Are you exercising at the office? And managing your body odor appropriately? Many of you exercise at the office, but 21 percent said that they aren’t fans of coworkers exercising in the office because it’s annoying, 34.6 percent said that it’s distracting, and 18.1 percent said that they think it’s smelly and sweaty.
Meanwhile, keep in mind that your office isn’t a gym locker room. Most people don’t mind you bringing in a gym bag that’s reeking of sweat (5.8 percent do, however, mind), and only 6.6 percent said that wearing or leaving out smelly gym clothes and sneakers is a problem. Still, it may help to remember that if you’re going to exercise outside of the office, which is a good thing, try to not bring in the residue of that workout when you do return.
Are you attracting wildlife into your office? Unless you work at a zoo, this is not a good thing. When asked, “Have you ever seen bugs or rodents inside of the office?” 51.3 percent said yes (48.7 percent said no). Sure, the occasional housefly is likely inevitable, but 22.9 percent of respondents said that their colleagues leave food in the trash that rots and then stinks. That, of course, can result in fruit flies or attract mice.
True, commercial cleaning companies can help keep pests away to some extent, but terrible daily hygiene habits make the fight much more difficult. It’s a good idea to put leftover food down a garbage disposal, start a compost heap away from the building or, if all else fails, put food waste in a trash can with a lid.
Are you staying home when you are sick? In this day and age, when working from home is easy for many professions, there are too many employees and executives who are coming into the office when they probably shouldn’t be.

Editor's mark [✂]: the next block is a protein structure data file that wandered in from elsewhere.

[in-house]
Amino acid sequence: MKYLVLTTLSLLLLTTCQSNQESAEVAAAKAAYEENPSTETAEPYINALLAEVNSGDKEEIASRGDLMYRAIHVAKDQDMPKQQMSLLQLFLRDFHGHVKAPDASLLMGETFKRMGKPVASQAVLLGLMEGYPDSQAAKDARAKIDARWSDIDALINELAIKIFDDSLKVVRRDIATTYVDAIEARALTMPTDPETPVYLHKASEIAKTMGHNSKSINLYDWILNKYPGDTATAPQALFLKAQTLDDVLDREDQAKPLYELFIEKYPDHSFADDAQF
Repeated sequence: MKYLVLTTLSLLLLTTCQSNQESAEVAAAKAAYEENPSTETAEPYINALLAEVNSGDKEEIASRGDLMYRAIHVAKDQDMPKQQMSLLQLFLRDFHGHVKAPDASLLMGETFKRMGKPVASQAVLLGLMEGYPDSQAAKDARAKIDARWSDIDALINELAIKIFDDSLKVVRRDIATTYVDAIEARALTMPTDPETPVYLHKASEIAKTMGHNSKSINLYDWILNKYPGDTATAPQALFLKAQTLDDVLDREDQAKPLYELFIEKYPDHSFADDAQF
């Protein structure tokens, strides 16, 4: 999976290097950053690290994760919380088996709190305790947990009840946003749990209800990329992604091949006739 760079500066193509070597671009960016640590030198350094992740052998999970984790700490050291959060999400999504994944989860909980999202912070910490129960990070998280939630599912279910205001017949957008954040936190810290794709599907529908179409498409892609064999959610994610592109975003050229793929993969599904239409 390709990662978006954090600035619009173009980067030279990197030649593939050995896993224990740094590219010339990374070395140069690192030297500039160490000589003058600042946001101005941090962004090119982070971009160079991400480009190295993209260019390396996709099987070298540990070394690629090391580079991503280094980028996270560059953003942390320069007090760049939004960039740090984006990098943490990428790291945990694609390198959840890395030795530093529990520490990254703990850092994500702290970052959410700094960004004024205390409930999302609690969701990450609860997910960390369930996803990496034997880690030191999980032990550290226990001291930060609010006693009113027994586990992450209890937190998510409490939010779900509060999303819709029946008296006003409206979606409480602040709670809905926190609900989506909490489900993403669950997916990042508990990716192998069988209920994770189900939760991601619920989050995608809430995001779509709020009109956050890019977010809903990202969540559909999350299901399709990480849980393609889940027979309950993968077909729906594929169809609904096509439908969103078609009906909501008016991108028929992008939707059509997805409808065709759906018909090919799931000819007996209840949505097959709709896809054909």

According to those surveyed, 19.3 percent said that workers sneezing and coughing all over the office is a problem. In fact, 51.3 percent of respondents answered “yes,” to the question, “Do you use a paper towel or handkerchief to open doors because you think your office is unclean?
Given that, 41.2 percent said that they have seen a coworker throw up at work, you can imagine why a lot of people think their office is germy and unclean.
Are you monitoring your volume? When asked, “Which of these ‘noise pollution’ office problems are most disruptive to your productivity?” 14.7 percent of respondents said that their officemates were too loud when they were on conference calls and 13.5 percent said that video calls were a problem. Almost a third (30.8 percent) said that coworkers’ personal calls are disruptive. Many respondents (36.6 percent) said that colleagues laughing and making loud noises was a problem.
Well, you get the idea. It’s hard to work when other people are goofing off. On the other hand, if you’re screaming at your desk because you just saw a mouse, due to some rotting food somebody left in the trash, you’re forgiven.
Are you courteous with the thermostat? People were asked what they really find annoying in office behavior, and over a quarter of respondents (27.4 percent) said that they don’t like it when somebody demands a temperature in the office that is too hot or too cold. People like what they like, and there’s not likely anybody’s going to change anybody’s minds on what the perfect temperature should be. Still, you can be reasonable about it and talk things out. Or keep the peace and bring a sweater or a light cotton shirt to work.
In general, do you clean up after yourself? Fortunately, according to our survey, most businesses have some sort of strategy in place for keeping the office place clean, such as hiring an office cleaning service. Only 4.4 percent of the respondents said that “no one” cleans the office – not a janitorial service, not some of the coworkers, nobody. Meanwhile, 21.7 percent of respondents said that they, the employees, do it “when we have time.” So a little over 25 percent of America’s offices are underperforming and not using commercial cleaning companies when it comes to keeping their offices sanitized and well maintained.
If your office is filled with more slobs than neatniks, and especially if you have rotting food in the trash, urine on the toilet seat and people jumping on their desks and screaming due to mice scurrying about, give us a call. We may not be able to stop your coworkers from cooking fish in the microwave, but we can make that smell go away.
Hiring a professional commercial cleaning service like Stratus Building Solutions can make all the difference. Clean office environments tend to boost morale, which in turn boosts productivity and the company’s bottom line.